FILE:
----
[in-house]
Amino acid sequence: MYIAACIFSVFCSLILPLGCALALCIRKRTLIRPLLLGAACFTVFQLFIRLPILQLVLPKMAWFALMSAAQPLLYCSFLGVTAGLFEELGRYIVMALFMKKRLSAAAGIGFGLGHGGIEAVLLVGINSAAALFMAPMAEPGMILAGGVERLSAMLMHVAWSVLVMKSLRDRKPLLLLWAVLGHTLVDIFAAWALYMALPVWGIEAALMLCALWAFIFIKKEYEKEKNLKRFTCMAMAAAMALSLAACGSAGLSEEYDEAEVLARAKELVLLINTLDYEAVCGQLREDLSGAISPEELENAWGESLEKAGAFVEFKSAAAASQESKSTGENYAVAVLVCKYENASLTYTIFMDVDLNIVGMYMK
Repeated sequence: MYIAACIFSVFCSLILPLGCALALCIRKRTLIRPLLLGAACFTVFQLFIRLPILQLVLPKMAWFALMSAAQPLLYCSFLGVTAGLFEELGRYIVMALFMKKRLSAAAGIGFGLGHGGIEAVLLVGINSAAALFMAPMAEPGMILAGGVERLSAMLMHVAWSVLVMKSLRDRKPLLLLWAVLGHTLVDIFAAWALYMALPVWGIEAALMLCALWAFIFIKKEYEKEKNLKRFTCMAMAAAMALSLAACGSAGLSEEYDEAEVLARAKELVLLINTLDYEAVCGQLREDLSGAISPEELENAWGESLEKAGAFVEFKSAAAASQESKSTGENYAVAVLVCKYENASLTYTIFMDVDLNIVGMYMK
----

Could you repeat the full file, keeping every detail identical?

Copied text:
[in-house]
Amino acid sequence: MYIAACIFSVFCSLILPLGCALALCIRKRTLIRPLLLGAACFTVFQLFIRLPILQLVLPKMAWFALMSAAQPLLYCSFLGVTAGLFEELGRYIVMALFMKKRLSAAAGIGFGLGHGGIEAVLLVGINSAAALFMAPMAEPGMILAGGVERLSAMLMHVAWSVLVMKSLRDRKPLLLLWAVLGHTLVDIFAAWALYMALPVWGIEAALMLCALWAFIFIKKEYEKEKNLKRFTCMAMAAAMALSLAACGSAGLSEEYDEAEVLARAKELVLLINTLDYEAVCGQLREDLSGAISPEELENAWGESLEKAGAFVEFKSAAAASQESKSTGENYAVAVLVCKYENASLTYTIFMDVDLNIVGMYMK
Repeated sequence: MYIAACIFSVFCSLILPLGCALALCIRKRTLIRPLLLGAACFTVFQLFIRLPILQLVLPKMAWFALMSAAQPLLYCSFLGVTAGLFEELGRYIVMALFMKKRLSAAAGIGFGLGHGGIEAVLLVGINSAAALFMAPMAEPGMILAGGVERLSAMLMHVAWSVLVMKSLRDRKPLLLLWAVLGHTLVDIFAAWALYMALPVWGIEAALMLCALWAFIFIKKEYEKEKNLKRFTCMAMAAAMALSLAACGSAGLSEEYDEAEVLARAKELVLLINTLDYEAVCGQLREDLSGAISPEELENAWGESLEKAGAFVEFKSAAAASQESKSTGENYAVAVLVCKYENASLTYTIFMDVDLNIVGMYMK